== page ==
Everyone suffers. And yet perhaps because of the age in which we live, there have been few cultures that have struggled more with suffering than ours. I’m currently reading a popular book on loss and I’m struck by how vapid the wisdom of our age is in the face of suffering.
Walking with God Through Pain and Suffering is, quite simply, the best book on suffering that I’ve read. Keller deals with the subject philosophically, theologically, and practically. Each treatment is successful on its own, and combined they pack a unique punch as Keller engages mind and heart alike.
Timothy Keller is such a unique author. His books range from the incredibly accessible: The Prodigal God and Counterfeit Gods, to the slightly more rigorous, but still very accessible apologetic, The Reason for God, to the more rigorous practitioner’s guides such as Generous Justice or Preaching. Part of Timothy Keller’s unique gifting is his ability to write so well in each of these genres. Walking with God Through Pain and Suffering is the most rigorous book by Keller to date and yet the book is every bit as well written as any of his best.
Contemporary westerners are repelled by suffering and death. On the stage of world history, our fear of death is abnormal. Keller quotes an author at The New York Times Magazine, who, after the tragic sniper shootings in the Washington DC area reflected, “The fact is, staving off our own death is one of our favorite national pastimes. Whether it’s exercise, checking our cholesterol or having a mammogram, we are always hedging against mortality. [And yet] despite our best intentions, it is still, for the most part, random. And it is absolutely coming.”[i] This aversion to suffering and death is a cultural blind spot and means that we naturally approach the topic with naiveté.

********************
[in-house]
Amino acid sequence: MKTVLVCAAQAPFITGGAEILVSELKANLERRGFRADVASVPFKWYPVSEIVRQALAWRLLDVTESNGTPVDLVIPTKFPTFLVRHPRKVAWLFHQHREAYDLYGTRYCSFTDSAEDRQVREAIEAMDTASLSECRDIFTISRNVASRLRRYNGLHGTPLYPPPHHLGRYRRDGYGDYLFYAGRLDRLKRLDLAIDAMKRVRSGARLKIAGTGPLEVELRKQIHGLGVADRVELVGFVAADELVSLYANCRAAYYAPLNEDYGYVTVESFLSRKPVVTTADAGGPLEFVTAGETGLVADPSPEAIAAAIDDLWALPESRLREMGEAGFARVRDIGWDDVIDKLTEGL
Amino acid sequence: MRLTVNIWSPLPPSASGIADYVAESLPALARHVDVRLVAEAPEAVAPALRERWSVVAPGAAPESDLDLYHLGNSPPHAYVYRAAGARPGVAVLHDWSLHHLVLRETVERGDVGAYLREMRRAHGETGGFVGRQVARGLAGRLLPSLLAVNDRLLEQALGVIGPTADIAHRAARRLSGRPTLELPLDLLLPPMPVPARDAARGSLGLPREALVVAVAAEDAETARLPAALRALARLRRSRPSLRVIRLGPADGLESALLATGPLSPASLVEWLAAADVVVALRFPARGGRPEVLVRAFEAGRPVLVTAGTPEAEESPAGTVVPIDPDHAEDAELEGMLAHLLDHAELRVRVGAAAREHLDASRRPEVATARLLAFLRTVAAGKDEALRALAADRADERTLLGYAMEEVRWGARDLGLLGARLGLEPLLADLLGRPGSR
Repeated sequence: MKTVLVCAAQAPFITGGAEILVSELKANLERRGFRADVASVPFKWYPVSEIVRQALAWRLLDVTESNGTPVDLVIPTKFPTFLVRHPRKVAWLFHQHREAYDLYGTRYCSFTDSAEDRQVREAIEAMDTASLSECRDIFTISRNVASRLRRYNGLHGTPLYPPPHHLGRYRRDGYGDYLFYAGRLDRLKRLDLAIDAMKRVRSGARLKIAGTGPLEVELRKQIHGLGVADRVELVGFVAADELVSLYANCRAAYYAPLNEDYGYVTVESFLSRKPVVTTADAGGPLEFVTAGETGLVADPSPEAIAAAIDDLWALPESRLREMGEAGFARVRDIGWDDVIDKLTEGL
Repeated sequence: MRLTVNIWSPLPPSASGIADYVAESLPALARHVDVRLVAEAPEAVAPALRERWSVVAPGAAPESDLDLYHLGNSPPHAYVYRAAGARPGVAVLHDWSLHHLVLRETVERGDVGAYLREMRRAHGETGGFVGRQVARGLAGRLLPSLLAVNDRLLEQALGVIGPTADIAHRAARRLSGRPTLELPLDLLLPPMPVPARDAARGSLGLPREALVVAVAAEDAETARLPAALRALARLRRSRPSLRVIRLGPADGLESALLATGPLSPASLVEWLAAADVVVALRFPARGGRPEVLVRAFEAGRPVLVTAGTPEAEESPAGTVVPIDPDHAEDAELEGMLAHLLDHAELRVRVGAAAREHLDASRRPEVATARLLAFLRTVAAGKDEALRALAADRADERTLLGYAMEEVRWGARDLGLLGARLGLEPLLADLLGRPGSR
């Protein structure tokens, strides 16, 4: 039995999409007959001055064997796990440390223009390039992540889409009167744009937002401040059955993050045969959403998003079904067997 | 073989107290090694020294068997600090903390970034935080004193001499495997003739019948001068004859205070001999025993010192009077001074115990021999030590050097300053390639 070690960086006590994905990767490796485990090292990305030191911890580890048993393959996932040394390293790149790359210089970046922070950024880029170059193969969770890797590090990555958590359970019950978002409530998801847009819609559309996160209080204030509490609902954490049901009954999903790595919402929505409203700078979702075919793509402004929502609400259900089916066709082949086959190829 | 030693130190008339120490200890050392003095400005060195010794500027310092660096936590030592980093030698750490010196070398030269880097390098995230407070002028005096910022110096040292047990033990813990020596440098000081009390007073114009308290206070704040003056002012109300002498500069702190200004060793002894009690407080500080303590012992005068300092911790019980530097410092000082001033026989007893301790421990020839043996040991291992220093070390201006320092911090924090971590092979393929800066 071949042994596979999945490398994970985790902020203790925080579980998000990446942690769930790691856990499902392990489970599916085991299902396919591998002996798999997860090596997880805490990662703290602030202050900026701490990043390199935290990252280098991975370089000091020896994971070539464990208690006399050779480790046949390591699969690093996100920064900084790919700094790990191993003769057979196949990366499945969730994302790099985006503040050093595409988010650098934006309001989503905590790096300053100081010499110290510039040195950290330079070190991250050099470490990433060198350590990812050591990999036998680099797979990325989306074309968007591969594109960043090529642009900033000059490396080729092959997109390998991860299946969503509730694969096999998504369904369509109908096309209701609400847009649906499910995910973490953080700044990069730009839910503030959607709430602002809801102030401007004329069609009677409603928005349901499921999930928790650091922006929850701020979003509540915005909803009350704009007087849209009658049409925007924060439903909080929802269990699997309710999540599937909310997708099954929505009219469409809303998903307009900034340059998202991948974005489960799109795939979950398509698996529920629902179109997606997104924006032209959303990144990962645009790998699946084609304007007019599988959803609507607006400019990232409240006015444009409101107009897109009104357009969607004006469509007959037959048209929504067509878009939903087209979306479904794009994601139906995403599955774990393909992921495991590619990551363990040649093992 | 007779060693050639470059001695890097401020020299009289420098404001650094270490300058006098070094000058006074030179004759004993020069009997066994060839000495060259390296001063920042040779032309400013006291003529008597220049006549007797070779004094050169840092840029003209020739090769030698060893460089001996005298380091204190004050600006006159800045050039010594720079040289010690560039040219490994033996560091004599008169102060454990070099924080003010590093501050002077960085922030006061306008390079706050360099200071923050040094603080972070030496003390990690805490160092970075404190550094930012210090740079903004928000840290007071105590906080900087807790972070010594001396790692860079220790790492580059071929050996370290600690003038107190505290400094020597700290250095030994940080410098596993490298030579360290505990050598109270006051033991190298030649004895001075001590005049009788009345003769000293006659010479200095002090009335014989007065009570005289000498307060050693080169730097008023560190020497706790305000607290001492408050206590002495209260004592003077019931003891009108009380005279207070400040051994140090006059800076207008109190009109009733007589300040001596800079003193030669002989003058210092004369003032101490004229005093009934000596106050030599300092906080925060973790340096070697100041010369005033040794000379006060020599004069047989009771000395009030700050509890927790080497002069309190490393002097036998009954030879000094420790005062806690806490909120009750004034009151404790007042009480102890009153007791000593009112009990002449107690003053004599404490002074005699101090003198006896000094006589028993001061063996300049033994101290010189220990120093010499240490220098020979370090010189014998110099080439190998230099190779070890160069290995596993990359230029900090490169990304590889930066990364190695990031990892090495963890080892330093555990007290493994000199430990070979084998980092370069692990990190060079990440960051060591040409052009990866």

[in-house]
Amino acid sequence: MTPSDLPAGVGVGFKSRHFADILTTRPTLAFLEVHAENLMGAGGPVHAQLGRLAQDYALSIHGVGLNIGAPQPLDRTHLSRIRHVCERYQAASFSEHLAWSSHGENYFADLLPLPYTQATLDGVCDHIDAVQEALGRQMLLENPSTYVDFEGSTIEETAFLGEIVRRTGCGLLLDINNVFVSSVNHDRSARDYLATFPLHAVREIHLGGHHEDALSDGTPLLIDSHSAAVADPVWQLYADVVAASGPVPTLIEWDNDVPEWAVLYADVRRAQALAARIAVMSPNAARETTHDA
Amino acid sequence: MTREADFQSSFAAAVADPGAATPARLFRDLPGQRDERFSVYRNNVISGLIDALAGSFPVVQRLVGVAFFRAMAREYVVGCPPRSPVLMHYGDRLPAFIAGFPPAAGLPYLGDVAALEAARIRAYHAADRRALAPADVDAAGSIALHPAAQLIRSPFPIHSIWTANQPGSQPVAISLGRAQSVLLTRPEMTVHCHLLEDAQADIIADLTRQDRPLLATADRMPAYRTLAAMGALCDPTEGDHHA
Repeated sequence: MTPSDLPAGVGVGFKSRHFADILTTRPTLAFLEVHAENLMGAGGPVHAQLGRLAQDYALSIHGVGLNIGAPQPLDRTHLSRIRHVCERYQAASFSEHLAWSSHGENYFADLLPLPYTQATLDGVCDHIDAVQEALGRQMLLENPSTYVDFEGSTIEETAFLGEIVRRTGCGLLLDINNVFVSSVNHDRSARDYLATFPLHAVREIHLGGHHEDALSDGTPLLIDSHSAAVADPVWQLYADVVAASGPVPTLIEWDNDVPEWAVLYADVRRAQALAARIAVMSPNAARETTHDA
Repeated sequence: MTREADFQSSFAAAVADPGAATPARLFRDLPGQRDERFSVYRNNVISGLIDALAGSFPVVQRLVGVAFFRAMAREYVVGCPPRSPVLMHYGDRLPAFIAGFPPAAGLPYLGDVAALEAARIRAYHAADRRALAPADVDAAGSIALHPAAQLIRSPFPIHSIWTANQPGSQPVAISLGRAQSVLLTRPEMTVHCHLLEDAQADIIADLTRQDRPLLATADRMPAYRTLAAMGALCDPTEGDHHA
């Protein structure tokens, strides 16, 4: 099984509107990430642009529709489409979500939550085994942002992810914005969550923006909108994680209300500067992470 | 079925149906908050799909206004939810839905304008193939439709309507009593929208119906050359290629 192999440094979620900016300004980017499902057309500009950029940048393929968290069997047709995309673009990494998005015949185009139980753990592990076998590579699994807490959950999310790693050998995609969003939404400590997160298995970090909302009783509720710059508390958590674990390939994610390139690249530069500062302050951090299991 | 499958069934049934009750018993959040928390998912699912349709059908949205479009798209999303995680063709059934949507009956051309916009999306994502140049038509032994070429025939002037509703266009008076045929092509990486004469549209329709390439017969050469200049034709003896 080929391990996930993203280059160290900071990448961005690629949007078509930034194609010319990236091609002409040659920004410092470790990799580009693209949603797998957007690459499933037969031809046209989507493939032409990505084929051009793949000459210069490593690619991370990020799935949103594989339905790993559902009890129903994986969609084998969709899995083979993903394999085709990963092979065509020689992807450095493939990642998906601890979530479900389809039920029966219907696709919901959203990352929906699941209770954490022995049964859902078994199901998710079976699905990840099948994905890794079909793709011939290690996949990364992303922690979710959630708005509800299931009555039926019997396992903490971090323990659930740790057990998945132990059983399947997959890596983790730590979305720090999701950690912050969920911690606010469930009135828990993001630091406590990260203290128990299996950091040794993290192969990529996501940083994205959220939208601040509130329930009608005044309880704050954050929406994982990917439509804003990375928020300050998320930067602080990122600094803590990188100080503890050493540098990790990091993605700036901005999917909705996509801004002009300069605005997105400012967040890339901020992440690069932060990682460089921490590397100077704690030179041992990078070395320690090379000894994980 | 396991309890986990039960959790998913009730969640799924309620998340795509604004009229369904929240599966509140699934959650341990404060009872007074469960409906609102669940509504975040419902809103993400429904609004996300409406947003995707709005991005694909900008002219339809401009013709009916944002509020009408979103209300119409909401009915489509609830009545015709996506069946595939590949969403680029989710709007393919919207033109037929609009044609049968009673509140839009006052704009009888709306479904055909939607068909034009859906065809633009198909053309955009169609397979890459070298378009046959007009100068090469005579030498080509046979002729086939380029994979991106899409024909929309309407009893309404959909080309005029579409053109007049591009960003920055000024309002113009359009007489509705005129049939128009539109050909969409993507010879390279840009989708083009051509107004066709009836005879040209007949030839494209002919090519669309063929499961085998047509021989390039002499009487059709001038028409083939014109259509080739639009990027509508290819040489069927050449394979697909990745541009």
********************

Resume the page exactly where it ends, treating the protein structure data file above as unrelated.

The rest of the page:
When you think of godly leaders, King David is in rarified air. He is, after all the famed slayer of Goliath, the one who was known as “the man after God’s own heart” and the greatest king in Israel’s history. His life seemed directionless from a human perspective, but every step had incredible purpose. There is no King David without his journey.
As a young man, David had the oil from Samuel’s horn poured out over his head and “the Spirit of the Lord rushed upon David from that day forward.”[i] It was within a few years that David would defeat Goliath and be promised Saul’s daughter in marriage. Surely he must have thought that his ascension to the throne was near. But as things so often are in God’s economy, it would be many years before David would sit on the throne.[ii] David would go from the rising star of Israel, whom the people sung about in the streets, to fleeing, to exile, wandering with his motley band across the hostile terrain of Palestine. And while so many years had passed, he twice refused to take the life of the man who not only sought his life, but blocked his anointing.[iii]
What must have sustained David for these long years was not only the presence of God, but also God’s purpose for him. Even as he ran for his life, he speaks of his trust and his purpose, “But the king [referring to himself, who wasn’t yet king] shall rejoice in God.” So it is with the power of a purposeful spiritual life for us. When we know and understand the identity and purposes God has placed on our lives, it sustains us through tremendous difficulty, which is also God’s purpose.